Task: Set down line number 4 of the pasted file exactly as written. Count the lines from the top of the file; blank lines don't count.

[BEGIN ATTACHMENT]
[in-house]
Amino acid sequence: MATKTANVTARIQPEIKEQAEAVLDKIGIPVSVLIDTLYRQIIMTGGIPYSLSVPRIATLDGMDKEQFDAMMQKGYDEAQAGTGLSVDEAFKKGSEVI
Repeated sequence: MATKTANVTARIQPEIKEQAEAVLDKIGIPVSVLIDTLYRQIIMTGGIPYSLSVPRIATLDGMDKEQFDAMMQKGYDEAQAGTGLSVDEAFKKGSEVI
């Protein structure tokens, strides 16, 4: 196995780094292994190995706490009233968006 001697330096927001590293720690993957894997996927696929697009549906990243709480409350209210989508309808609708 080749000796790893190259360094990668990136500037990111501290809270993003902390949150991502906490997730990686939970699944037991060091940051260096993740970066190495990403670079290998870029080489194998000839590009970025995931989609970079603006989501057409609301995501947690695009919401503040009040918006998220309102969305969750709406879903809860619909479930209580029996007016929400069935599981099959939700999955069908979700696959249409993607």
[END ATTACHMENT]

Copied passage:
């Protein structure tokens, strides 16, 4: 196995780094292994190995706490009233968006 001697330096927001590293720690993957894997996927696929697009549906990243709480409350209210989508309808609708 080749000796790893190259360094990668990136500037990111501290809270993003902390949150991502906490997730990686939970699944037991060091940051260096993740970066190495990403670079290998870029080489194998000839590009970025995931989609970079603006989501057409609301995501947690695009919401503040009040918006998220309102969305969750709406879903809860619909479930209580029996007016929400069935599981099959939700999955069908979700696959249409993607």